The Headsman eBook

This eBook from the Gutenberg Project consists of approximately 563 pages of information about The Headsman.
distant glory and of grand repose, which so often meets the eye, and so forcibly strikes the mind, of him who travels in the deep valleys and embedded lakes of Switzerland.  The glacier of Valsorey descended from the upper region nearly to the edge of the valley, bright and shining, its lower margin streaked and dirty with the debris of the overhanging rocks, as if doomed to the fate of all that came upon the earth, that of sharing its impurities.

There no longer existed any human habitation between the point which the travellers had now attained and the convent, though more modern speculation, in this age of curiosity and restlessness, has been induced to rear a substitute for an inn in the spot just described, with the hope of gleaning a scanty tribute from those who fail of arriving in season to share the hospitality of the monks.  The chilliness of the air increased faster even than the natural change of the hour would seem to justify, and there were moments when the dull sound of the wind descended to their ears, though not a breath was stirring a withered and nearly solitary blade of grass at their feet.  Once or twice, large black clouds drove across the opening above them, resembling heavy-winged vultures sailing in the void, preparatory to a swoop upon their prey.

Chapter XXII.

                        Through this gap
  On and say nothing, lest a word, a breath,
  Bring down a winter’s snow, enough to whelm
  The armed files that, night and day, were seen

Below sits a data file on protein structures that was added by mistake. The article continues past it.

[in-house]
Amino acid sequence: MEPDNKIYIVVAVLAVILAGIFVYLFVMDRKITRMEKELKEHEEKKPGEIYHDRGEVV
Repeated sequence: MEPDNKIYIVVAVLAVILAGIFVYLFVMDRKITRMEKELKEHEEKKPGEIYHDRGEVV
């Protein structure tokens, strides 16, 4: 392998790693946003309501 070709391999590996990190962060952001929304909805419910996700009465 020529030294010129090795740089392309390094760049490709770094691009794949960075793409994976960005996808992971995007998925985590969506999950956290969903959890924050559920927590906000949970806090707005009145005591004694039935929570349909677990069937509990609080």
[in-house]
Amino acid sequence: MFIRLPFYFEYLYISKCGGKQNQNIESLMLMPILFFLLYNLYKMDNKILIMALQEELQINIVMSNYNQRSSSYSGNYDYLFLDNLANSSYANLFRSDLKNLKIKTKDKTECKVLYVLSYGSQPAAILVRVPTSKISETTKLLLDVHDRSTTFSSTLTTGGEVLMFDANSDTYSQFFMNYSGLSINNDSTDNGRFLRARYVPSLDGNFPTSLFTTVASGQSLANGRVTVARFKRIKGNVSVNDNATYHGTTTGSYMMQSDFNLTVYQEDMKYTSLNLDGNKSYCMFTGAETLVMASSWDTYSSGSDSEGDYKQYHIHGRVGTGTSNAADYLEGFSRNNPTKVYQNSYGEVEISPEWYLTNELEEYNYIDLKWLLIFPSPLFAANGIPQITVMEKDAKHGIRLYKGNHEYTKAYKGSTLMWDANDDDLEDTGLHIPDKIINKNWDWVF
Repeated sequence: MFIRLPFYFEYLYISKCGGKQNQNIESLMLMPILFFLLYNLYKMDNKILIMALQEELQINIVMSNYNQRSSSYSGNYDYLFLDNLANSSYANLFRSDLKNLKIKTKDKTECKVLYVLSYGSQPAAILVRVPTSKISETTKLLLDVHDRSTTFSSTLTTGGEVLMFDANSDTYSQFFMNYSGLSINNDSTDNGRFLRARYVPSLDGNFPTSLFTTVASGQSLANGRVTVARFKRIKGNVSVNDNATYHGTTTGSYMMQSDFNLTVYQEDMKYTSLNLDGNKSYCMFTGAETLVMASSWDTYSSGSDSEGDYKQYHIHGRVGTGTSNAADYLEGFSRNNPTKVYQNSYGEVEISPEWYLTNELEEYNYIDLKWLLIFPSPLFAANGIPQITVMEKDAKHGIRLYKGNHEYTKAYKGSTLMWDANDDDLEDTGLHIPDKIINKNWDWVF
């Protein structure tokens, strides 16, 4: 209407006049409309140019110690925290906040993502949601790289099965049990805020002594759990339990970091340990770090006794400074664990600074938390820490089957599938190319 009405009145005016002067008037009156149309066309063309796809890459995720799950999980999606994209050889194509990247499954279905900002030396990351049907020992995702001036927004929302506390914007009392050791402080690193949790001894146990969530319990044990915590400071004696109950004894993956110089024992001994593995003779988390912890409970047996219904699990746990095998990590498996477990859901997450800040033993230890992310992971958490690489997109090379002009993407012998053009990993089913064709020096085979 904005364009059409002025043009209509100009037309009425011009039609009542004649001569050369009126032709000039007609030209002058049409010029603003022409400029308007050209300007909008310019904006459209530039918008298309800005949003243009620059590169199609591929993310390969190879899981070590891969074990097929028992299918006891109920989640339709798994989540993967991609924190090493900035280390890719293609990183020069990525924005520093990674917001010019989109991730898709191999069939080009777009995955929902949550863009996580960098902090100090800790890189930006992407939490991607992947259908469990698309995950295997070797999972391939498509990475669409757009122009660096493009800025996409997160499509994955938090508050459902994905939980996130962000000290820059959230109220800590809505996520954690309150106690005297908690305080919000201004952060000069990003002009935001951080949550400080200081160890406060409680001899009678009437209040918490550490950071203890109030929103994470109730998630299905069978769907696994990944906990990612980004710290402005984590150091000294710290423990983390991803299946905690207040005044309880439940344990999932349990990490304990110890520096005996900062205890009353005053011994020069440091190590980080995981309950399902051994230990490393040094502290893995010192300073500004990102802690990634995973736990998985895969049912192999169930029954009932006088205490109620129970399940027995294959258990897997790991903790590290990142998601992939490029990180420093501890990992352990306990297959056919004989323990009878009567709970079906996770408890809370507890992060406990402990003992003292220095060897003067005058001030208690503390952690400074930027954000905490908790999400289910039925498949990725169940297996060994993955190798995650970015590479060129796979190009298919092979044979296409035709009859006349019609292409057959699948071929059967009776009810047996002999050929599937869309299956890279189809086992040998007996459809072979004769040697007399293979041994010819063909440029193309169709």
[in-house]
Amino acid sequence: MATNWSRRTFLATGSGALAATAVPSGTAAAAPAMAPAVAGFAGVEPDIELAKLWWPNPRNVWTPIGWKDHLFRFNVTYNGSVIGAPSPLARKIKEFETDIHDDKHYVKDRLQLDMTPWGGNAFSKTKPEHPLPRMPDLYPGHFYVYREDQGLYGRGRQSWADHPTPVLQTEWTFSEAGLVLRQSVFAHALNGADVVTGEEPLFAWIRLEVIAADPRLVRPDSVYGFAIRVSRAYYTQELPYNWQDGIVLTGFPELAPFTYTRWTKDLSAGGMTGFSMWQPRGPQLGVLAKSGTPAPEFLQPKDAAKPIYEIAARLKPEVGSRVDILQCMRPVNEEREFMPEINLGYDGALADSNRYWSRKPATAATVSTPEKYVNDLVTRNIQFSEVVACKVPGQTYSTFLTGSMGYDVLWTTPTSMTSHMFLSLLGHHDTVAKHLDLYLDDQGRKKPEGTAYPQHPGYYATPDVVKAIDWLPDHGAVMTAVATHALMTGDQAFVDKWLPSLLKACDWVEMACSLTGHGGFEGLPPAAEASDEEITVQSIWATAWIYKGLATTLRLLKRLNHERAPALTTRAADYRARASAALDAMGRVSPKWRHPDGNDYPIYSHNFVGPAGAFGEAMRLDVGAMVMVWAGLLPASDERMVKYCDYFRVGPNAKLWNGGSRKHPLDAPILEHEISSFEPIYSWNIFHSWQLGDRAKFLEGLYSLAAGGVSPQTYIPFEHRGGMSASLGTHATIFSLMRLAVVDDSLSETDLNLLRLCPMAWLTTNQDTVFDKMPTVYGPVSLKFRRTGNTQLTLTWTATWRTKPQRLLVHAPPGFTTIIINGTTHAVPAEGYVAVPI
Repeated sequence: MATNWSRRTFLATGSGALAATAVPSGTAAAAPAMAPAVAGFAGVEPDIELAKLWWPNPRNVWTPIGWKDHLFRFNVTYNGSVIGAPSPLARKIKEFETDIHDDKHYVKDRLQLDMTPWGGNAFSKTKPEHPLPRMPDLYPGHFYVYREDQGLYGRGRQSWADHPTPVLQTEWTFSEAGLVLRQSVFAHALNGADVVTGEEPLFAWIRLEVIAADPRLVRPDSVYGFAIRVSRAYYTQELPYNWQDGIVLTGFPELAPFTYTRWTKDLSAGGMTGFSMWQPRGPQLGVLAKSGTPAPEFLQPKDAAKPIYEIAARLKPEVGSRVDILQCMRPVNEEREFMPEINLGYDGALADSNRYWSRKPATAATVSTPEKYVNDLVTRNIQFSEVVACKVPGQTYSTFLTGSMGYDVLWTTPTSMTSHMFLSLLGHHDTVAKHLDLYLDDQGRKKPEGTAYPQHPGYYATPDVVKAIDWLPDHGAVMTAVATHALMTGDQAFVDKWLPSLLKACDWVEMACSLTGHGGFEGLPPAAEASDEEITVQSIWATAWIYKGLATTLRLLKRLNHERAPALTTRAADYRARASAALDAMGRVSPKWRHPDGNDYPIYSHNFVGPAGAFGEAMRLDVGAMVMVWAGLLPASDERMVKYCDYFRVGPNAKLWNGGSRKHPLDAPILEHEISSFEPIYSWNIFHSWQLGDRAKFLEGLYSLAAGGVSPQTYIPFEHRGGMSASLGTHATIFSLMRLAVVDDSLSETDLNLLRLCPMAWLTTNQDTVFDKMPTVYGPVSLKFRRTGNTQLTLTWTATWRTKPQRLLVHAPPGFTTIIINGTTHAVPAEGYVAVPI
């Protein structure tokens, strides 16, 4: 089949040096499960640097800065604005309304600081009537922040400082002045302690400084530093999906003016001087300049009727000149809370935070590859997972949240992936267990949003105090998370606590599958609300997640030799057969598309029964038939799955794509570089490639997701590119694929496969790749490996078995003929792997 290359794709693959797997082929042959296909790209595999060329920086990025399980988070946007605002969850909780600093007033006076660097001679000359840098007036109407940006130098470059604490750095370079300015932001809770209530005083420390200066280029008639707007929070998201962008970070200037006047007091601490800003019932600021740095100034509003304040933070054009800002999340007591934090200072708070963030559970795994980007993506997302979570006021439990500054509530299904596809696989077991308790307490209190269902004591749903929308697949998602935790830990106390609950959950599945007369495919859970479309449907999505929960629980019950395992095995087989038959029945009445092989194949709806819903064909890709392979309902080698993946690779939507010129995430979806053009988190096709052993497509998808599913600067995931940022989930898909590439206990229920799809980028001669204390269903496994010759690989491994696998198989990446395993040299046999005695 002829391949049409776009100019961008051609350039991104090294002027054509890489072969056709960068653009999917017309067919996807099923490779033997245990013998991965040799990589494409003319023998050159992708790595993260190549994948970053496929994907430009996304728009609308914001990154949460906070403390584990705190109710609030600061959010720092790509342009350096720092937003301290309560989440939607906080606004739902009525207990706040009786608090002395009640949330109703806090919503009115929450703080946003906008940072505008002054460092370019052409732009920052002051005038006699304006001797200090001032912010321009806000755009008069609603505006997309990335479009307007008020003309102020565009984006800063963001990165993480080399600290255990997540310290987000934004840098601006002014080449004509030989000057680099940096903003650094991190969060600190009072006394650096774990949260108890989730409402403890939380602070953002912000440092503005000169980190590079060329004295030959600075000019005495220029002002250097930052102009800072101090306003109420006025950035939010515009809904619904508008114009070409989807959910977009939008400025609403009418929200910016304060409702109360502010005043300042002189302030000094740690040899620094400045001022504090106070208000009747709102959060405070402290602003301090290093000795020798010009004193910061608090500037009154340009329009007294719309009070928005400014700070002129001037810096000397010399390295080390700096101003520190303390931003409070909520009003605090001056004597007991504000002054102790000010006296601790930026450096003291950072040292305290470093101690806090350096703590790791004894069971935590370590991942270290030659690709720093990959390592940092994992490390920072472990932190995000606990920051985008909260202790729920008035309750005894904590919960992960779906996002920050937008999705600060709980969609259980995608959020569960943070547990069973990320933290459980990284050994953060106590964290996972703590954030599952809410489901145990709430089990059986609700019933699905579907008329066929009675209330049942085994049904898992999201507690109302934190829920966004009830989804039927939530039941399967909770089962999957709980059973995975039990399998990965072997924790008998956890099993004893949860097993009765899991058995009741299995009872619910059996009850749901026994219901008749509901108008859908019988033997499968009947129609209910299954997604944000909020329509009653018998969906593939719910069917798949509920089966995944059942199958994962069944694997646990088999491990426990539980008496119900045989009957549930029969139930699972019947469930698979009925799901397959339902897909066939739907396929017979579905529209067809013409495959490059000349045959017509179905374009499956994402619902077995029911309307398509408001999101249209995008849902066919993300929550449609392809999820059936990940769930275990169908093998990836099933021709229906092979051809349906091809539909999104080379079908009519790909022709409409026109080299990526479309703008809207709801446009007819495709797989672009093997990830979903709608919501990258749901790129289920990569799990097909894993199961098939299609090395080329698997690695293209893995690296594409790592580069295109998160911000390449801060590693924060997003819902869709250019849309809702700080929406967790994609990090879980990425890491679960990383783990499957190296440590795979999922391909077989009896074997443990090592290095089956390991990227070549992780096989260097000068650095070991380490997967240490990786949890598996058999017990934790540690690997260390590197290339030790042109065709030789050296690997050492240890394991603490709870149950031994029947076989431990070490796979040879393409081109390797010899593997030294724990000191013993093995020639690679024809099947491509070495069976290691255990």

Winding from cliff to cliff in loose array,
  To conquer at Marengo.


Pierre Dumont halted in the middle of the sterile little plain, while he signed for those he conducted to continue their ascent.  As each mule passed, it received a blow or a kick from the impatient guide, who did not seem to think it necessary to be very ceremonious with the poor beasts, and had taken this simple method to give a general and a brisker impulsion to the party.  The expedient was so natural, and so much in accordance with the practice of the muleteers and others of their class, that it excited no suspicion in most of the travellers, who pursued their way, either meditating on and enjoying the novel and profound emotions that their present situation so naturally awakened, or discoursing lightly, in the manner of the thoughtless and unconcerned.  The Signor Grimaldi alone, whose watchfulness had already been quickened by previous distrust, took heed of the movement.  When all had passed, the Genoese turned in his saddle, and cast an apparently careless look behind.  But the glance in truth was anxious and keen.  Pierre stood looking steadily at the heavens, one hand holding his hat, and the other extended with an open palm.  A glittering particle descended to the latter, when the guide instantly resumed his place in advance.  As he passed the Italian, however, meeting an inquiring

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The Headsman from Project Gutenberg. Public domain.
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